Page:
Sabhan used to serve as the Saudi ambassador to Iraq until recently, but Baghdad asked Riyadh to replace him after the diplomat failed to heed Iraq’s warnings for his interference in the country’s domestic affairs.
According to some Lebanese political sources, Hariri is expected to be appointed as prime minister for the second time.
Analysts say Aoun and Hariri, 46, face a formidable task to win the cross-party support needed to make a new administration a success.
Aoun, the founder of the Free Patriotic Movement, already had the endorsement of Hezbollah.
Hezbollah Secretary General Sayyed Hasan Nasrallah (R) receives founder of the Free Patriotic Movement and presidential hopeful Michel Aoun in Beirut, Lebanon, on October 23, 2016.
Last week, Hezbollah Secretary General Sayyed Hassan Nasrallah called upon all Lebanese political parties to join forces and put a favorable end to the 30-month presidential void in the Arab country.
Nasrallah, who was speaking during a meeting with Aoun, stressed the need for concerted efforts in order to direct the upcoming presidential vote in Lebanon toward a good conclusion.
Lebanon has been without a head of state since 2014, when the term of President Michel Suleiman expired.
The Lebanese parliament has repeatedly failed to elect a president due to the lack of quorum.
Under Lebanon’s power-sharing system, the president must be a Christian, the prime minister a Sunni Muslim and the parliament speaker a Shia Muslim.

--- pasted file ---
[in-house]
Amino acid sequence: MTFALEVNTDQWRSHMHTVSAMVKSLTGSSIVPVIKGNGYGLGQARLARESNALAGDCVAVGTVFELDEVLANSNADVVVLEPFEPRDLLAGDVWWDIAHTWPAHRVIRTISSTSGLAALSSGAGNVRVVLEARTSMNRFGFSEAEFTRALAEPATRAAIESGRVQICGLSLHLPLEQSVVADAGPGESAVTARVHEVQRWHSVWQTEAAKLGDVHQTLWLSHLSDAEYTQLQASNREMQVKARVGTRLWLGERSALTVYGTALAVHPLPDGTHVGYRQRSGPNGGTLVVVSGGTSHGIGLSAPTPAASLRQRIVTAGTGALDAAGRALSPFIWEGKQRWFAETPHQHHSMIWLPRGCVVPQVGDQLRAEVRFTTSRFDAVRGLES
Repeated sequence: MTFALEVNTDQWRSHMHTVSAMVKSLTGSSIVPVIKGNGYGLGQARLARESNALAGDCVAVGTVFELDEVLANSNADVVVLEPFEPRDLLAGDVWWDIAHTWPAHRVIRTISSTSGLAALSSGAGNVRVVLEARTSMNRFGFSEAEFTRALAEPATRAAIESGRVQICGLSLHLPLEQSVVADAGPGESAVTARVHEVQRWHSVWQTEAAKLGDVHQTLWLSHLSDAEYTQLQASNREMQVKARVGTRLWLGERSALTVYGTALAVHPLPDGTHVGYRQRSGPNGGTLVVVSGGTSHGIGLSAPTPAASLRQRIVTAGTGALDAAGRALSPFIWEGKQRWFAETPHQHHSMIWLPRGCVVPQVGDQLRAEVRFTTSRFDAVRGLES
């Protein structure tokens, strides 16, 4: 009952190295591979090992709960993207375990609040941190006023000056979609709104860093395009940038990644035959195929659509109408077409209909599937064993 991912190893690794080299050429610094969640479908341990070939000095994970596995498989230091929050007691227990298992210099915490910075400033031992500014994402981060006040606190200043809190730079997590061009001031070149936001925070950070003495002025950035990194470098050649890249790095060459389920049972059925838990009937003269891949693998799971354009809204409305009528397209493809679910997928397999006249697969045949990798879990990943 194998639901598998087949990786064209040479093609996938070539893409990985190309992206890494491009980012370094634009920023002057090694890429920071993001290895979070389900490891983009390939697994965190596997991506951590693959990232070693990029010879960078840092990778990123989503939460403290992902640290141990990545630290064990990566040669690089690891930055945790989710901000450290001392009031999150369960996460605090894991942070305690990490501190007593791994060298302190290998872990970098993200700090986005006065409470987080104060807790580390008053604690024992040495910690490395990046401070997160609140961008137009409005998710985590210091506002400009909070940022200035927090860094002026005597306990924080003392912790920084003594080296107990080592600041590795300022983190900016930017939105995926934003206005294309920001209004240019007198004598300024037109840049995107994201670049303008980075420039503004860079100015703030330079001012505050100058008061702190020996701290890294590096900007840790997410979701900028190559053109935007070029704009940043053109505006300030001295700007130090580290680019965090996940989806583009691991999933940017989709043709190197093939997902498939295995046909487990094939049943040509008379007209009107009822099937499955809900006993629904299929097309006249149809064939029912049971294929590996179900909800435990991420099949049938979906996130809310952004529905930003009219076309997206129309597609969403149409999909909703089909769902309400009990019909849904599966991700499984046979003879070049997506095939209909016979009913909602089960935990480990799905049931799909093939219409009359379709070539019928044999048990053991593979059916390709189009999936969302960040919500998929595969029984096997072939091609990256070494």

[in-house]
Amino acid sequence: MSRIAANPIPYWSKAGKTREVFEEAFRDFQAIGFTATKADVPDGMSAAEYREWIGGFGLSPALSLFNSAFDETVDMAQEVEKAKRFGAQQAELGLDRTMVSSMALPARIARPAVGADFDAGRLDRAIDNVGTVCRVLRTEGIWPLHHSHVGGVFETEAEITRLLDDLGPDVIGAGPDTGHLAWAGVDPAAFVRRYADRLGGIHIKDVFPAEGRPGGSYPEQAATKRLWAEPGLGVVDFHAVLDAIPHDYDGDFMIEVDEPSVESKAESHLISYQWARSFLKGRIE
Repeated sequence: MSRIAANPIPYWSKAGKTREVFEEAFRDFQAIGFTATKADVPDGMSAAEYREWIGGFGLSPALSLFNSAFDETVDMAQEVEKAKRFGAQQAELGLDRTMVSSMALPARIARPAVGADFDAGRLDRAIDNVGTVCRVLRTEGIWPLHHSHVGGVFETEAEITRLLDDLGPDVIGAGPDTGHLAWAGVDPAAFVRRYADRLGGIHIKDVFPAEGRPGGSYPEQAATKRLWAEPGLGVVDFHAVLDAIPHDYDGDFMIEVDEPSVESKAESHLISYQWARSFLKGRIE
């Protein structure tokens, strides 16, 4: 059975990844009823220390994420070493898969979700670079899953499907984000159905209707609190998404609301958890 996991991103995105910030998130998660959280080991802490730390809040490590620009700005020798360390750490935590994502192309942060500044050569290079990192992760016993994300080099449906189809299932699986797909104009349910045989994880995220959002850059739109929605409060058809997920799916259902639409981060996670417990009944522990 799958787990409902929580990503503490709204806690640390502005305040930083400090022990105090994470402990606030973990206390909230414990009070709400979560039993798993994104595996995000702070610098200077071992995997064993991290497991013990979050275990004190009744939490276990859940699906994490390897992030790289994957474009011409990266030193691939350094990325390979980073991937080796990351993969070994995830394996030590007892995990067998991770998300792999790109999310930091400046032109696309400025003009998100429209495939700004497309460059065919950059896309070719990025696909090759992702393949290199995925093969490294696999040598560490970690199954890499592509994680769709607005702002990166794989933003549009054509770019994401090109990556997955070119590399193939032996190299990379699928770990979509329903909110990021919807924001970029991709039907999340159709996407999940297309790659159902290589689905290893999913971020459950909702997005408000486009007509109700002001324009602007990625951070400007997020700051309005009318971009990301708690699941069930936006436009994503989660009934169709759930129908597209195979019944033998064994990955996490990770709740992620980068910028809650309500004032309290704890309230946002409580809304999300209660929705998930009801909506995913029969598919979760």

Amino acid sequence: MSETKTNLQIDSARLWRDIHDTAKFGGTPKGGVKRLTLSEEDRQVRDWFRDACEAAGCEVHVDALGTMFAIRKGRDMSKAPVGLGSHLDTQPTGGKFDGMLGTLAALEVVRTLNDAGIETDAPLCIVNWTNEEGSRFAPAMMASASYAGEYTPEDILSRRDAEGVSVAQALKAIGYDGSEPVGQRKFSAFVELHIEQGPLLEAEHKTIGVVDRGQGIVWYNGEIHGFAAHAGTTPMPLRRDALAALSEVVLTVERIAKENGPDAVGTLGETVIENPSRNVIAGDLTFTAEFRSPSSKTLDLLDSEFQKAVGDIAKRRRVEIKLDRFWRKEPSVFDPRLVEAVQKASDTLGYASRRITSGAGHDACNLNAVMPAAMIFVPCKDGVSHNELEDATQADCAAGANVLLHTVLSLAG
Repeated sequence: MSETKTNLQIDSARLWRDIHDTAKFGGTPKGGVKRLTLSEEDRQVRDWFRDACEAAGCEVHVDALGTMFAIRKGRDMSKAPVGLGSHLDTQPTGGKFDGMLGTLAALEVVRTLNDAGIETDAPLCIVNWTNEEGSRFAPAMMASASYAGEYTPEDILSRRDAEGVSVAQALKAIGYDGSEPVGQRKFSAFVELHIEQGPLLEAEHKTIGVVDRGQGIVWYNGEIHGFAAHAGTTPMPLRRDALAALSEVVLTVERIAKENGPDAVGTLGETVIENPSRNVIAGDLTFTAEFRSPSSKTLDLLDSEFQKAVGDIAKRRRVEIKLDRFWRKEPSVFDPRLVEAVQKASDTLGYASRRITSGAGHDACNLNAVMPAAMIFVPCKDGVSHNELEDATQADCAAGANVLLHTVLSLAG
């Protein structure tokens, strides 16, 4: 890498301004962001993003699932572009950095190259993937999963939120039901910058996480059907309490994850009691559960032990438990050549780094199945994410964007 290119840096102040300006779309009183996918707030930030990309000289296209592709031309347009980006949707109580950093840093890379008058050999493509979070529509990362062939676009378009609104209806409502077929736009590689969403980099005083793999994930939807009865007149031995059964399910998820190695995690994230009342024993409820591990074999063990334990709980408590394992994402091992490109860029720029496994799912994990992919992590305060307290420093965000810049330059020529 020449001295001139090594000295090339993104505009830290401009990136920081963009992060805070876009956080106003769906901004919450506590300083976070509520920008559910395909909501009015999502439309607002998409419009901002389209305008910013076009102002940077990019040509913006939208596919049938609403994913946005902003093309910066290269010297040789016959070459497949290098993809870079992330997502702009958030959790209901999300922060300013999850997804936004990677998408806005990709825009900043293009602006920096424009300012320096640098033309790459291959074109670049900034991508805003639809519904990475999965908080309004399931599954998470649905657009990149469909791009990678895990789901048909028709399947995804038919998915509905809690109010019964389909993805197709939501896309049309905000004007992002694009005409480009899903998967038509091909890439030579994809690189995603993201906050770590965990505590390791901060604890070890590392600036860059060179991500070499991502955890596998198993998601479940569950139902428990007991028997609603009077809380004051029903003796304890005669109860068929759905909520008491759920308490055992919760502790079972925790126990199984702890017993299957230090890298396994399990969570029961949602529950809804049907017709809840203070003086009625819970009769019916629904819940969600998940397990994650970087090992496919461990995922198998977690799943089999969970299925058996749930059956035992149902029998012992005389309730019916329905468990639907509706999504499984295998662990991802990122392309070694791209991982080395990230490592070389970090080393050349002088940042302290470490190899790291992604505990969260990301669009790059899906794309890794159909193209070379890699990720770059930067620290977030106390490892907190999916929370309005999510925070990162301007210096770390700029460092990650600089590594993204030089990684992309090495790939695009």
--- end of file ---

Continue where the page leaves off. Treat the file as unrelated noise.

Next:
Hezbollah has accused Saudi Arabia of thwarting political initiatives and blocking the election of a president in Lebanon.
Late last year, Hariri launched an initiative to nominate Suleiman Tony Frangieh, the leader of the Marada Movement.
His proposal, however, failed amid reservations on the part of Lebanon’s main Christian parties as well as Hezbollah.
Officially, of course, the national bird of the United States is that half-a-peace-sign that Philadelphia sports fans like to hold up at opposing teams. But unofficially, the film National Bird has it right: the national bird is a killer drone.
Finally, finally, finally, somebody allowed me to see this movie. And finally somebody made this movie. There have been several drone movies worth seeing, most of them fictional drama, and one very much worth avoiding (Eye in the Sky ). But National Bird is raw truth, not entirely unlike what you might fantasize media news reports would be in a magical world in which media outlets gave a damn about human life.
The first half of National Bird is the stories of three participants in the U.S. military’s drone murder program, as told by them. And then, just as you’re starting to think you’ll have to write that old familiar review that praises how well the stories of the victims among the aggressors were told but asks in exasperation whether any of the victims of the actual missiles have any stories, National Bird expands to include just what is so often missing, and even to combine the two narratives in a powerful way.
Heather Linebaugh wanted to protect people, benefit the world, travel, see the world, and use super cool technology. Apparently our society did not explain to her in time what it means to join the military. Now she suffers guilt, anxiety, moral injury, PTSD, sleep disorder, despair, and a sense of responsibility to speak out on behalf of friends, other veterans, who have killed themselves or become too alcoholic to speak for themselves. Linebaugh helped murder people with missiles from drones, and watched them die, and identified body parts or watched loved ones gather up body parts.
Even while still in the Air Force, Linebaugh was on a suicide watch list and had a psychologist recommend moving her to a different sort of job, but the Air Force refused. She has episodes. She sees things. She hears things. But she’s forbidden to discuss her work with friends or even with a therapist who doesn’t have the proper “security clearance.”